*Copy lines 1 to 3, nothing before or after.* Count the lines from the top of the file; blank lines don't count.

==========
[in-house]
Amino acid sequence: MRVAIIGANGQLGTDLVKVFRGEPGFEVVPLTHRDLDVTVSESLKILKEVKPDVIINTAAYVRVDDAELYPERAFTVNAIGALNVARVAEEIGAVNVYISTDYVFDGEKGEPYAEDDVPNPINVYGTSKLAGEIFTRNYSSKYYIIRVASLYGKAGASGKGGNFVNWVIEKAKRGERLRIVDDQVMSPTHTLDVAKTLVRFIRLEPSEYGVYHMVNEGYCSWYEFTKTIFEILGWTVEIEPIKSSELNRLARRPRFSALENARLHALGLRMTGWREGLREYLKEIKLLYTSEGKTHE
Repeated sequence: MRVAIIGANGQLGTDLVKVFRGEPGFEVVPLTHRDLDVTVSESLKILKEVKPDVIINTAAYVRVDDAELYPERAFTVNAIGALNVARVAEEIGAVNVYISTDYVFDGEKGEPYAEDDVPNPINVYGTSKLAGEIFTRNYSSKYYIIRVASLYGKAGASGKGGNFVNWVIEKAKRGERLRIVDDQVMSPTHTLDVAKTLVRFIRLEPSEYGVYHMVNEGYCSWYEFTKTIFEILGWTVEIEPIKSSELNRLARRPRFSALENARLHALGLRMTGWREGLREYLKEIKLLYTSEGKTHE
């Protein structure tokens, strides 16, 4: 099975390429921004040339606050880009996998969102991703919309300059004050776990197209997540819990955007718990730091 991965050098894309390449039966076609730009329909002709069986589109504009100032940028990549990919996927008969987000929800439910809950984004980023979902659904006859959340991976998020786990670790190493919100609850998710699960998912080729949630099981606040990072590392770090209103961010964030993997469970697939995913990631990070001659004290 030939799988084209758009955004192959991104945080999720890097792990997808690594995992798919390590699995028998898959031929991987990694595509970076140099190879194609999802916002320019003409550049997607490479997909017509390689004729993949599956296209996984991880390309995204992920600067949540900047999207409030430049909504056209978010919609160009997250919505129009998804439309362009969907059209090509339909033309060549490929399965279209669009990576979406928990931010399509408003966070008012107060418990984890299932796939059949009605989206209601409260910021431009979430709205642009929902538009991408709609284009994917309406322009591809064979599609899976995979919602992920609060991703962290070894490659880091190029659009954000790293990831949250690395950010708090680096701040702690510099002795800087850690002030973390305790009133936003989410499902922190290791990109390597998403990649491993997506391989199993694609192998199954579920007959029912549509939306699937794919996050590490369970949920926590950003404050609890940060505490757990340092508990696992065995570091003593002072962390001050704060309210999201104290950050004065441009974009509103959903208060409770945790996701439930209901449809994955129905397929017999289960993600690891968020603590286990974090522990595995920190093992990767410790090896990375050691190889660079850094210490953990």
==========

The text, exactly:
[in-house]
Amino acid sequence: MRVAIIGANGQLGTDLVKVFRGEPGFEVVPLTHRDLDVTVSESLKILKEVKPDVIINTAAYVRVDDAELYPERAFTVNAIGALNVARVAEEIGAVNVYISTDYVFDGEKGEPYAEDDVPNPINVYGTSKLAGEIFTRNYSSKYYIIRVASLYGKAGASGKGGNFVNWVIEKAKRGERLRIVDDQVMSPTHTLDVAKTLVRFIRLEPSEYGVYHMVNEGYCSWYEFTKTIFEILGWTVEIEPIKSSELNRLARRPRFSALENARLHALGLRMTGWREGLREYLKEIKLLYTSEGKTHE
Repeated sequence: MRVAIIGANGQLGTDLVKVFRGEPGFEVVPLTHRDLDVTVSESLKILKEVKPDVIINTAAYVRVDDAELYPERAFTVNAIGALNVARVAEEIGAVNVYISTDYVFDGEKGEPYAEDDVPNPINVYGTSKLAGEIFTRNYSSKYYIIRVASLYGKAGASGKGGNFVNWVIEKAKRGERLRIVDDQVMSPTHTLDVAKTLVRFIRLEPSEYGVYHMVNEGYCSWYEFTKTIFEILGWTVEIEPIKSSELNRLARRPRFSALENARLHALGLRMTGWREGLREYLKEIKLLYTSEGKTHE